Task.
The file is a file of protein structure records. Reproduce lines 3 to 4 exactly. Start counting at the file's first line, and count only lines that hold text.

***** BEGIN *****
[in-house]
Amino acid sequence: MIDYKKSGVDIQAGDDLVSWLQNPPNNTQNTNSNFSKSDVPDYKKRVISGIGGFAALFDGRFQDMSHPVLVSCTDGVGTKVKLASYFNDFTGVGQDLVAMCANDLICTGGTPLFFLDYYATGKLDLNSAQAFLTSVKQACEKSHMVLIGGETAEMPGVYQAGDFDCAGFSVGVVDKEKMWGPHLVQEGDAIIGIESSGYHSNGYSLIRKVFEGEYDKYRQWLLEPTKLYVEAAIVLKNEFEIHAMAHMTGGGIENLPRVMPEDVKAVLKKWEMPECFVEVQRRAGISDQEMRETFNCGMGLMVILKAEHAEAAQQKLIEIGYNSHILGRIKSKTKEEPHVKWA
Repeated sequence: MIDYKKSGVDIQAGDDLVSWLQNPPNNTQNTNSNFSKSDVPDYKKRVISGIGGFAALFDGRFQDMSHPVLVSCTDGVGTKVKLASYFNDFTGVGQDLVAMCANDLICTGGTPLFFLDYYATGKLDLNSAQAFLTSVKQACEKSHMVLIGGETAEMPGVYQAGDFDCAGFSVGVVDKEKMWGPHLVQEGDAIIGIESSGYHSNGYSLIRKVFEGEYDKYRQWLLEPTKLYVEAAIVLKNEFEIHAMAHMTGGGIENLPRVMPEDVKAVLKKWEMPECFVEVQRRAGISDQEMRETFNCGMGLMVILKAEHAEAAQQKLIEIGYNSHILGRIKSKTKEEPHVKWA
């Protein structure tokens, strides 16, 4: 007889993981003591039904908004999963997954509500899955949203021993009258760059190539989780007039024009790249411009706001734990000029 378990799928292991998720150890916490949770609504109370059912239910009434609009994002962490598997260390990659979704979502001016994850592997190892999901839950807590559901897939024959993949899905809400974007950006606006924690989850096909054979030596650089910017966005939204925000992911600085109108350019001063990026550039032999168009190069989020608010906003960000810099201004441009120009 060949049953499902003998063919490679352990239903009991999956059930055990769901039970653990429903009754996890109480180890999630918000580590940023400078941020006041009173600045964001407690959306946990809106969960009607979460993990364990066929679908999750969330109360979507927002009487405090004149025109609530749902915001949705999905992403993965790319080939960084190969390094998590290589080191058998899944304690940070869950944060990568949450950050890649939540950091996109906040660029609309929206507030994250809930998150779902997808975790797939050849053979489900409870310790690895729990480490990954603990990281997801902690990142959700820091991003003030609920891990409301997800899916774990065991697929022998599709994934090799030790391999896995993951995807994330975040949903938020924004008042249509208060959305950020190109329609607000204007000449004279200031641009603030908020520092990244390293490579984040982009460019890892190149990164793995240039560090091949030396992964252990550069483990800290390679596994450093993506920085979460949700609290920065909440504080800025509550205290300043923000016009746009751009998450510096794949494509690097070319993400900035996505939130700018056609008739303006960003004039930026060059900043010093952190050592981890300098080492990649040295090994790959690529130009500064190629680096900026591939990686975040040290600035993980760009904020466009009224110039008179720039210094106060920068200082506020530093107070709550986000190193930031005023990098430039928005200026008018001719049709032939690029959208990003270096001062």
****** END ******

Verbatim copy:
Repeated sequence: MIDYKKSGVDIQAGDDLVSWLQNPPNNTQNTNSNFSKSDVPDYKKRVISGIGGFAALFDGRFQDMSHPVLVSCTDGVGTKVKLASYFNDFTGVGQDLVAMCANDLICTGGTPLFFLDYYATGKLDLNSAQAFLTSVKQACEKSHMVLIGGETAEMPGVYQAGDFDCAGFSVGVVDKEKMWGPHLVQEGDAIIGIESSGYHSNGYSLIRKVFEGEYDKYRQWLLEPTKLYVEAAIVLKNEFEIHAMAHMTGGGIENLPRVMPEDVKAVLKKWEMPECFVEVQRRAGISDQEMRETFNCGMGLMVILKAEHAEAAQQKLIEIGYNSHILGRIKSKTKEEPHVKWA
């Protein structure tokens, strides 16, 4: 007889993981003591039904908004999963997954509500899955949203021993009258760059190539989780007039024009790249411009706001734990000029 378990799928292991998720150890916490949770609504109370059912239910009434609009994002962490598997260390990659979704979502001016994850592997190892999901839950807590559901897939024959993949899905809400974007950006606006924690989850096909054979030596650089910017966005939204925000992911600085109108350019001063990026550039032999168009190069989020608010906003960000810099201004441009120009 060949049953499902003998063919490679352990239903009991999956059930055990769901039970653990429903009754996890109480180890999630918000580590940023400078941020006041009173600045964001407690959306946990809106969960009607979460993990364990066929679908999750969330109360979507927002009487405090004149025109609530749902915001949705999905992403993965790319080939960084190969390094998590290589080191058998899944304690940070869950944060990568949450950050890649939540950091996109906040660029609309929206507030994250809930998150779902997808975790797939050849053979489900409870310790690895729990480490990954603990990281997801902690990142959700820091991003003030609920891990409301997800899916774990065991697929022998599709994934090799030790391999896995993951995807994330975040949903938020924004008042249509208060959305950020190109329609607000204007000449004279200031641009603030908020520092990244390293490579984040982009460019890892190149990164793995240039560090091949030396992964252990550069483990800290390679596994450093993506920085979460949700609290920065909440504080800025509550205290300043923000016009746009751009998450510096794949494509690097070319993400900035996505939130700018056609008739303006960003004039930026060059900043010093952190050592981890300098080492990649040295090994790959690529130009500064190629680096900026591939990686975040040290600035993980760009904020466009009224110039008179720039210094106060920068200082506020530093107070709550986000190193930031005023990098430039928005200026008018001719049709032939690029959208990003270096001062």